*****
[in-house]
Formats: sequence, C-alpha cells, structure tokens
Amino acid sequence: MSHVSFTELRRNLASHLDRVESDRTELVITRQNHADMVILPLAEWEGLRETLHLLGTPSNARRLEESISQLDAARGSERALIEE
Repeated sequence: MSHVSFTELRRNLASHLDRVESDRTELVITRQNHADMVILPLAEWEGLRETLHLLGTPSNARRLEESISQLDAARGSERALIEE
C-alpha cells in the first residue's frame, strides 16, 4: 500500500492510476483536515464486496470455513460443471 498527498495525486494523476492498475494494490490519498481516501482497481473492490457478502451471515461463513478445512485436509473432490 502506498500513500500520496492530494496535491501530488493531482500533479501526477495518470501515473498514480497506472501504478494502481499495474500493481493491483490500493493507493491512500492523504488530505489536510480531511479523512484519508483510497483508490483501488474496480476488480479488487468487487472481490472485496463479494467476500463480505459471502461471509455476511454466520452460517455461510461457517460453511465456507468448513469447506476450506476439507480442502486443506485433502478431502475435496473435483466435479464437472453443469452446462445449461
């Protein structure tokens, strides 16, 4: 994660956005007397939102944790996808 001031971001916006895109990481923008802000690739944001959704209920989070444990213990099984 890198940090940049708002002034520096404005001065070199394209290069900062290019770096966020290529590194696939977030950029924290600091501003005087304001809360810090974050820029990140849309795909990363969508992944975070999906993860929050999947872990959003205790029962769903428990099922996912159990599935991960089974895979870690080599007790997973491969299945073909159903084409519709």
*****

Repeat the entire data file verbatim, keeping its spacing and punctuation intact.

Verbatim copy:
[in-house]
Formats: sequence, C-alpha cells, structure tokens
Amino acid sequence: MSHVSFTELRRNLASHLDRVESDRTELVITRQNHADMVILPLAEWEGLRETLHLLGTPSNARRLEESISQLDAARGSERALIEE
Repeated sequence: MSHVSFTELRRNLASHLDRVESDRTELVITRQNHADMVILPLAEWEGLRETLHLLGTPSNARRLEESISQLDAARGSERALIEE
C-alpha cells in the first residue's frame, strides 16, 4: 500500500492510476483536515464486496470455513460443471 498527498495525486494523476492498475494494490490519498481516501482497481473492490457478502451471515461463513478445512485436509473432490 502506498500513500500520496492530494496535491501530488493531482500533479501526477495518470501515473498514480497506472501504478494502481499495474500493481493491483490500493493507493491512500492523504488530505489536510480531511479523512484519508483510497483508490483501488474496480476488480479488487468487487472481490472485496463479494467476500463480505459471502461471509455476511454466520452460517455461510461457517460453511465456507468448513469447506476450506476439507480442502486443506485433502478431502475435496473435483466435479464437472453443469452446462445449461
């Protein structure tokens, strides 16, 4: 994660956005007397939102944790996808 001031971001916006895109990481923008802000690739944001959704209920989070444990213990099984 890198940090940049708002002034520096404005001065070199394209290069900062290019770096966020290529590194696939977030950029924290600091501003005087304001809360810090974050820029990140849309795909990363969508992944975070999906993860929050999947872990959003205790029962769903428990099922996912159990599935991960089974895979870690080599007790997973491969299945073909159903084409519709």